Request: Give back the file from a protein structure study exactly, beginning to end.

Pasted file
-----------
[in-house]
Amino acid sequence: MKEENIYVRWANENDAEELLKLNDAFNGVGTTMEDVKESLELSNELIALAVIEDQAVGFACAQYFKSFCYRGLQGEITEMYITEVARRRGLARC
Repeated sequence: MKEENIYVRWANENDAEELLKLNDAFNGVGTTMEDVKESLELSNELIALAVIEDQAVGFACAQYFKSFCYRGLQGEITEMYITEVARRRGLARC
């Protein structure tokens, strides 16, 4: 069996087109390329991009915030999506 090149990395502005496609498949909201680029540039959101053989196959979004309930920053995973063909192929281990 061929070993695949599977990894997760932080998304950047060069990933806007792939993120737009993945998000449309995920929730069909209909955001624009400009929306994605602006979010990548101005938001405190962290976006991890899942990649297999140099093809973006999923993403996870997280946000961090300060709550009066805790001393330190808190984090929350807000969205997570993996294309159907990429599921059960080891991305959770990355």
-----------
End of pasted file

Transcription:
[in-house]
Amino acid sequence: MKEENIYVRWANENDAEELLKLNDAFNGVGTTMEDVKESLELSNELIALAVIEDQAVGFACAQYFKSFCYRGLQGEITEMYITEVARRRGLARC
Repeated sequence: MKEENIYVRWANENDAEELLKLNDAFNGVGTTMEDVKESLELSNELIALAVIEDQAVGFACAQYFKSFCYRGLQGEITEMYITEVARRRGLARC
């Protein structure tokens, strides 16, 4: 069996087109390329991009915030999506 090149990395502005496609498949909201680029540039959101053989196959979004309930920053995973063909192929281990 061929070993695949599977990894997760932080998304950047060069990933806007792939993120737009993945998000449309995920929730069909209909955001624009400009929306994605602006979010990548101005938001405190962290976006991890899942990649297999140099093809973006999923993403996870997280946000961090300060709550009066805790001393330190808190984090929350807000969205997570993996294309159907990429599921059960080891991305959770990355």